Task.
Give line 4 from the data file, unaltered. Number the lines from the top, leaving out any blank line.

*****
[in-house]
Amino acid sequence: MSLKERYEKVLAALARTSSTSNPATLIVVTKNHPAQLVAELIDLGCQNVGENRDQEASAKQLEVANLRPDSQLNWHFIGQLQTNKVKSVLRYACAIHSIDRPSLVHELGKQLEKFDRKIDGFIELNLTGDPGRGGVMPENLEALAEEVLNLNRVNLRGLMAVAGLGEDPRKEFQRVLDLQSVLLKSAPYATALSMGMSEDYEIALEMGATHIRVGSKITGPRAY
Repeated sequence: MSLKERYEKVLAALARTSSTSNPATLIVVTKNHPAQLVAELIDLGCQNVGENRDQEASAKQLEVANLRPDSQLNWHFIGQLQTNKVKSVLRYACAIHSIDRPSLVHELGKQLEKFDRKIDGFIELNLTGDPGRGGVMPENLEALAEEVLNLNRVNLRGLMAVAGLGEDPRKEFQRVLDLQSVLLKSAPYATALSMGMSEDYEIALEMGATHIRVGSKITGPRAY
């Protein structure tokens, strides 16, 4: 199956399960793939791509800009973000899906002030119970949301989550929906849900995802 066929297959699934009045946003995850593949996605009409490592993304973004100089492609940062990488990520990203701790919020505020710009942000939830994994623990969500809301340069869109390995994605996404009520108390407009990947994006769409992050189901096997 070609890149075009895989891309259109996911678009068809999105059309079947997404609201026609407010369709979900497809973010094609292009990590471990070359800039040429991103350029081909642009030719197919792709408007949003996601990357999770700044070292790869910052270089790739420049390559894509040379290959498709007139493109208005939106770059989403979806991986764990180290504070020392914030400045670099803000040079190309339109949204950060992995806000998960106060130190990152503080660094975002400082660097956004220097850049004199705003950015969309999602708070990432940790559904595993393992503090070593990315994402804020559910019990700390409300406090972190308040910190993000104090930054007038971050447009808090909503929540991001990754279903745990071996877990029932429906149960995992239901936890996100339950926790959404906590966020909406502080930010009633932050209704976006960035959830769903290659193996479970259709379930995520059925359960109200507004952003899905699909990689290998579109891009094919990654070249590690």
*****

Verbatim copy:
């Protein structure tokens, strides 16, 4: 199956399960793939791509800009973000899906002030119970949301989550929906849900995802 066929297959699934009045946003995850593949996605009409490592993304973004100089492609940062990488990520990203701790919020505020710009942000939830994994623990969500809301340069869109390995994605996404009520108390407009990947994006769409992050189901096997 070609890149075009895989891309259109996911678009068809999105059309079947997404609201026609407010369709979900497809973010094609292009990590471990070359800039040429991103350029081909642009030719197919792709408007949003996601990357999770700044070292790869910052270089790739420049390559894509040379290959498709007139493109208005939106770059989403979806991986764990180290504070020392914030400045670099803000040079190309339109949204950060992995806000998960106060130190990152503080660094975002400082660097956004220097850049004199705003950015969309999602708070990432940790559904595993393992503090070593990315994402804020559910019990700390409300406090972190308040910190993000104090930054007038971050447009808090909503929540991001990754279903745990071996877990029932429906149960995992239901936890996100339950926790959404906590966020909406502080930010009633932050209704976006960035959830769903290659193996479970259709379930995520059925359960109200507004952003899905699909990689290998579109891009094919990654070249590690």